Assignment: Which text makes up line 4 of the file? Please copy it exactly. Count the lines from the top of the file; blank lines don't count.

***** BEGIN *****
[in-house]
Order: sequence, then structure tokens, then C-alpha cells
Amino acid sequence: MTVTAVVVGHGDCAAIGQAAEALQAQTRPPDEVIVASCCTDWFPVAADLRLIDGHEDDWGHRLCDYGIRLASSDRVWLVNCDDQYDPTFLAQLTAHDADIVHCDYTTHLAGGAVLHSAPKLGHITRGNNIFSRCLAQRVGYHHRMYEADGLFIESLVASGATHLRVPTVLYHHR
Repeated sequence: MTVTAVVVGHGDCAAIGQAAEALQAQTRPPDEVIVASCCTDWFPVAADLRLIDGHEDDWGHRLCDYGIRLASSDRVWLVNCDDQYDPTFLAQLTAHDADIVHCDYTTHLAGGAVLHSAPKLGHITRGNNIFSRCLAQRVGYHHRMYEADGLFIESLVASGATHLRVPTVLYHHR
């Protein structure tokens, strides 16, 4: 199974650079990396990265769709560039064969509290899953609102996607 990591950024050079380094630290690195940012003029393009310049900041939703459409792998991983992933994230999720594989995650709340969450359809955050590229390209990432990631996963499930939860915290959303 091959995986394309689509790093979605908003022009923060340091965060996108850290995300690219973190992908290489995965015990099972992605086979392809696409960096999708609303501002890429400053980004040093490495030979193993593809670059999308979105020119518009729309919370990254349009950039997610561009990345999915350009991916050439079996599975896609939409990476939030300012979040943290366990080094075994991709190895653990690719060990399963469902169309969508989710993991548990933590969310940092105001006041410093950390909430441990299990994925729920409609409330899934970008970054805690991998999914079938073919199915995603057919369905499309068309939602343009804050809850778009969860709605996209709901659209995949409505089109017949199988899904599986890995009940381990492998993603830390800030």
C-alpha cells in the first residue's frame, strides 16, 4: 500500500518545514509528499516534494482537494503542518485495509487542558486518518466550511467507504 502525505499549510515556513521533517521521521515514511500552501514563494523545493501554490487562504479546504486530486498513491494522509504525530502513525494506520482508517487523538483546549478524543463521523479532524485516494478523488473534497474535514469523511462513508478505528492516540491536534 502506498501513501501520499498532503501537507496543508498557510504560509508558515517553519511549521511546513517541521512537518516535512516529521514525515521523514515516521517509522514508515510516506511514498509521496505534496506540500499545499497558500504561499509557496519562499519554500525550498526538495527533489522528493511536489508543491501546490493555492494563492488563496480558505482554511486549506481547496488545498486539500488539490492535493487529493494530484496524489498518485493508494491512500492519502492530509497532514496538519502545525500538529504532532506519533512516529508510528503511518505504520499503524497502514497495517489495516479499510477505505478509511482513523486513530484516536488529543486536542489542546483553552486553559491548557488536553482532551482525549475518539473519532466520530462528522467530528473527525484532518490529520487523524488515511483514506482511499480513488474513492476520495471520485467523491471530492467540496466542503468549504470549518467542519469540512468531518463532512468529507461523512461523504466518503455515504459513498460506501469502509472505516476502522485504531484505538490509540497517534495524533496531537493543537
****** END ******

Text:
Repeated sequence: MTVTAVVVGHGDCAAIGQAAEALQAQTRPPDEVIVASCCTDWFPVAADLRLIDGHEDDWGHRLCDYGIRLASSDRVWLVNCDDQYDPTFLAQLTAHDADIVHCDYTTHLAGGAVLHSAPKLGHITRGNNIFSRCLAQRVGYHHRMYEADGLFIESLVASGATHLRVPTVLYHHR